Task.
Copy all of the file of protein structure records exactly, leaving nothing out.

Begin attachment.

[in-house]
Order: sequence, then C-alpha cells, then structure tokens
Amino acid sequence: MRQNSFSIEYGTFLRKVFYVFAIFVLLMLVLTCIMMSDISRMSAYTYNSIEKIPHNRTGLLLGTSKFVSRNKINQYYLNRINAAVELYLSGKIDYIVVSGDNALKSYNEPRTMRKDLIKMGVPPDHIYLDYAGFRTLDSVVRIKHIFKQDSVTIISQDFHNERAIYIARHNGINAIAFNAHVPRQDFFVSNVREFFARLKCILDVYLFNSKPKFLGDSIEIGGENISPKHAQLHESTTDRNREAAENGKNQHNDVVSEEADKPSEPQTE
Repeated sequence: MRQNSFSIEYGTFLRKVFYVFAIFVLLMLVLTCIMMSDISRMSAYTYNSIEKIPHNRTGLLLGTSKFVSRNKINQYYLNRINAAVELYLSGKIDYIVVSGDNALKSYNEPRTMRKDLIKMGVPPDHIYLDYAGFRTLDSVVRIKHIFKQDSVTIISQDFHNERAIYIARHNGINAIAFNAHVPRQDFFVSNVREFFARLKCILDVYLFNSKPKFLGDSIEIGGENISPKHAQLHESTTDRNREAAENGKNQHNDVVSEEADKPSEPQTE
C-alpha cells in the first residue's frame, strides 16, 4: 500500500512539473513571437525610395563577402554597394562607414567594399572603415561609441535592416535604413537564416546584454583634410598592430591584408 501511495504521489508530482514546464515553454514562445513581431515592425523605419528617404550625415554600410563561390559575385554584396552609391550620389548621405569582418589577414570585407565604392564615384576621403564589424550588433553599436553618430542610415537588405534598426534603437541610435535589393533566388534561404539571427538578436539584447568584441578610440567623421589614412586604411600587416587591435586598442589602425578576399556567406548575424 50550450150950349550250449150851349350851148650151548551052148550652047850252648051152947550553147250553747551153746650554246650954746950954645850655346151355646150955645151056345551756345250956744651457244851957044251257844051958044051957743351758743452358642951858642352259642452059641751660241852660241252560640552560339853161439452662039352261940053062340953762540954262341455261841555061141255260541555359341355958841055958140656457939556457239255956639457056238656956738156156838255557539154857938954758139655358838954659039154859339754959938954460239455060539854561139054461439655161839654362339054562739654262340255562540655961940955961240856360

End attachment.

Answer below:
[in-house]
Order: sequence, then C-alpha cells, then structure tokens
Amino acid sequence: MRQNSFSIEYGTFLRKVFYVFAIFVLLMLVLTCIMMSDISRMSAYTYNSIEKIPHNRTGLLLGTSKFVSRNKINQYYLNRINAAVELYLSGKIDYIVVSGDNALKSYNEPRTMRKDLIKMGVPPDHIYLDYAGFRTLDSVVRIKHIFKQDSVTIISQDFHNERAIYIARHNGINAIAFNAHVPRQDFFVSNVREFFARLKCILDVYLFNSKPKFLGDSIEIGGENISPKHAQLHESTTDRNREAAENGKNQHNDVVSEEADKPSEPQTE
Repeated sequence: MRQNSFSIEYGTFLRKVFYVFAIFVLLMLVLTCIMMSDISRMSAYTYNSIEKIPHNRTGLLLGTSKFVSRNKINQYYLNRINAAVELYLSGKIDYIVVSGDNALKSYNEPRTMRKDLIKMGVPPDHIYLDYAGFRTLDSVVRIKHIFKQDSVTIISQDFHNERAIYIARHNGINAIAFNAHVPRQDFFVSNVREFFARLKCILDVYLFNSKPKFLGDSIEIGGENISPKHAQLHESTTDRNREAAENGKNQHNDVVSEEADKPSEPQTE
C-alpha cells in the first residue's frame, strides 16, 4: 500500500512539473513571437525610395563577402554597394562607414567594399572603415561609441535592416535604413537564416546584454583634410598592430591584408 501511495504521489508530482514546464515553454514562445513581431515592425523605419528617404550625415554600410563561390559575385554584396552609391550620389548621405569582418589577414570585407565604392564615384576621403564589424550588433553599436553618430542610415537588405534598426534603437541610435535589393533566388534561404539571427538578436539584447568584441578610440567623421589614412586604411600587416587591435586598442589602425578576399556567406548575424 50550450150950349550250449150851349350851148650151548551052148550652047850252648051152947550553147250553747551153746650554246650954746950954645850655346151355646150955645151056345551756345250956744651457244851957044251257844051958044051957743351758743452358642951858642352259642452059641751660241852660241252560640552560339853161439452662039352261940053062340953762540954262341455261841555061141255260541555359341355958841055958140656457939556457239255956639457056238656956738156156838255557539154857938954758139655358838954659039154859339754959938954460239455060539854561139054461439655161839654362339054562739654262340255562540655961940955961240856360